Songs and puppets help outcast kids cope in Tomson Highway's The Incredible Adventures of Mary Jane Mosquito
By Tomson Highway. Directed by Monica Dufault. A Carousel Theatre for Young People presentation. A Carousel Players' production. At the Waterfront Theatre on Saturday, November 2. Continues until November 10
Feeling like an outsider is a universal hardship that many people experience throughout life, but that sense of otherness is usually felt most acutely in childhood.The Incredible Adventures of Mary Jane Mosquito is a one-act musical that offers some important messages on how to deal with feeling like an outcast, told through an engaging story and fun songs.
The show follows a young mosquito’s journey as she overcomes her obstacles to find her voice and place in life. You may ask, what type of obstacles can a mosquito have? In this imaginative story written by Tomson Highway, Mary Jane Mosquito was born without wings, which makes her different from all the other mosquitoes at her school in Petit Petit Le Paw, Manitoba. We see how she deals with changing schools, making new friends, and rising from setbacks. This action is all set to some catchy, sing-along-friendly songs written by Highway, including the upbeat “Ten Times Ten”, which may get stuck in your head.
Under the direction of Monica Dufault, the production cleverly uses puppetry to bring to life the characters in Mary Jane’s world. Catherine Teichman serves as the show’s puppeteer, masterfully switching from puppet to puppet, changing her vocal delivery and facial expressions when performing each role. These range from the identical-looking “Mean Girls” at school, to the frighteningly large teacher who terrorizes Mary Jane.
A highlight of Teichman’s work is the aforementioned “Ten Times Ten”, which she performs as Mary Jane’s loving aunt with a warm, tender delivery. As Mary Jane, Hayley Vincent offers a likable persona that’s easy to relate to and root for. As this show is big on audience participation, Vincent includes the audience in her journey, frequently making eye contact and speaking directly to audience members in a welcoming way.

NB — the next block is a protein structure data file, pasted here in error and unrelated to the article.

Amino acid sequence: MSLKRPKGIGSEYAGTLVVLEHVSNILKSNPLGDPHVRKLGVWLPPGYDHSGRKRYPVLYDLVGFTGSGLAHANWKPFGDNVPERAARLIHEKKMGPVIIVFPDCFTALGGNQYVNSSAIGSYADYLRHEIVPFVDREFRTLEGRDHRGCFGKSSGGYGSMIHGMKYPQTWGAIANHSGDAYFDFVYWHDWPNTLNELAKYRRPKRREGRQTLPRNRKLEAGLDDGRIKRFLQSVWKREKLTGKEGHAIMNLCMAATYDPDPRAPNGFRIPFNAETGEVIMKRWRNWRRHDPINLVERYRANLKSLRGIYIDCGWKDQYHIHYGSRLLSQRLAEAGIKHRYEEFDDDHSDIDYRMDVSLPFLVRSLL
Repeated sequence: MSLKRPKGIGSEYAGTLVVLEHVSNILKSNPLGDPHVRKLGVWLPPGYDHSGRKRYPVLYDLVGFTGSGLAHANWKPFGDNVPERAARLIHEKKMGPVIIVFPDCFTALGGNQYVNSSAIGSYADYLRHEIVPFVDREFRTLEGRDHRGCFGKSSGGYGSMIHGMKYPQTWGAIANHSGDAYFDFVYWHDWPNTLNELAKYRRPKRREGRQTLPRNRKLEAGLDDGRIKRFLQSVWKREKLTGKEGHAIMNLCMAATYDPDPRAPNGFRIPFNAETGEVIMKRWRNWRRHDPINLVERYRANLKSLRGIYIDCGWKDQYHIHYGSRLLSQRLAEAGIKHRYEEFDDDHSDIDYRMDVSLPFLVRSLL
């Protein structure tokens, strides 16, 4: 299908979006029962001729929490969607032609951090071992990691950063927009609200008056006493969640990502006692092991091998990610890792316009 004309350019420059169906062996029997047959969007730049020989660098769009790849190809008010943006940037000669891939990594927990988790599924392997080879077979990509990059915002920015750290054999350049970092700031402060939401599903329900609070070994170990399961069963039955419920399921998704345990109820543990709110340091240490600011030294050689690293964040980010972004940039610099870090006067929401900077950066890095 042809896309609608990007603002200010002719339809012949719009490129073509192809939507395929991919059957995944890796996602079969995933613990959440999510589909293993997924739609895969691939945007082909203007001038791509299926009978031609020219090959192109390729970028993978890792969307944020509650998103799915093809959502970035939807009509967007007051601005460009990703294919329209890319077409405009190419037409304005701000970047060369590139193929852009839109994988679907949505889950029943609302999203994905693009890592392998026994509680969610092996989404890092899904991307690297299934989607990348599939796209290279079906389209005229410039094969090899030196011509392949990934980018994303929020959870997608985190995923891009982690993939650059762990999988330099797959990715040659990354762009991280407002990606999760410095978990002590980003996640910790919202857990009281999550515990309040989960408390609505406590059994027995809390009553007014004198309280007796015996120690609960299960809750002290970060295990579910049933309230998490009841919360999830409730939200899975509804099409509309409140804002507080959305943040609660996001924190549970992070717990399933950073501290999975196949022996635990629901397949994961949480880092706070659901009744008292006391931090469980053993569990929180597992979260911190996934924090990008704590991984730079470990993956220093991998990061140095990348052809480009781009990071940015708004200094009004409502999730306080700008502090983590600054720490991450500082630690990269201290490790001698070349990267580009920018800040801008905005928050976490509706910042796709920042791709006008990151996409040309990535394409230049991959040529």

Vincent’s crystal-clear voice is a delight to hear and she and Teichman are accompanied by on-stage keyboardist Shane O’Regan, who playfully reacts to the action in Mary Jane’s story.
Highway has infused his Cree background into the show, giving it a layer of Indigenous influence. Mary Jane regularly teaches the audience “the language of mosquitoes”, which is actually Cree. In fact, Vincent does an excellent job of performing the leading role in three different languages, as she also sings in French at some points.
It’s worth noting that none of the ideas in this show were randomly strewn in—the show is set in Manitoba, home to large populations of mosquitoes and Indigenous communities. As Cree is part of the Métis heritage, it makes sense that French is used throughout the show as well.
Also worth noting is how Mary Jane’s “winglessness” can be interpreted as a metaphor for being disabled. The show takes a lighthearted, gentle approach in telling how those perceived as different might be unfairly treated—and how, despite this, one can rise up and share one's gifts with the world.
The Incredible Adventures of Mary Jane Mosquito speaks an inspirational message that’s important for children—and people of all ages, for that matter—to understand, in an endearing and culturally rich way.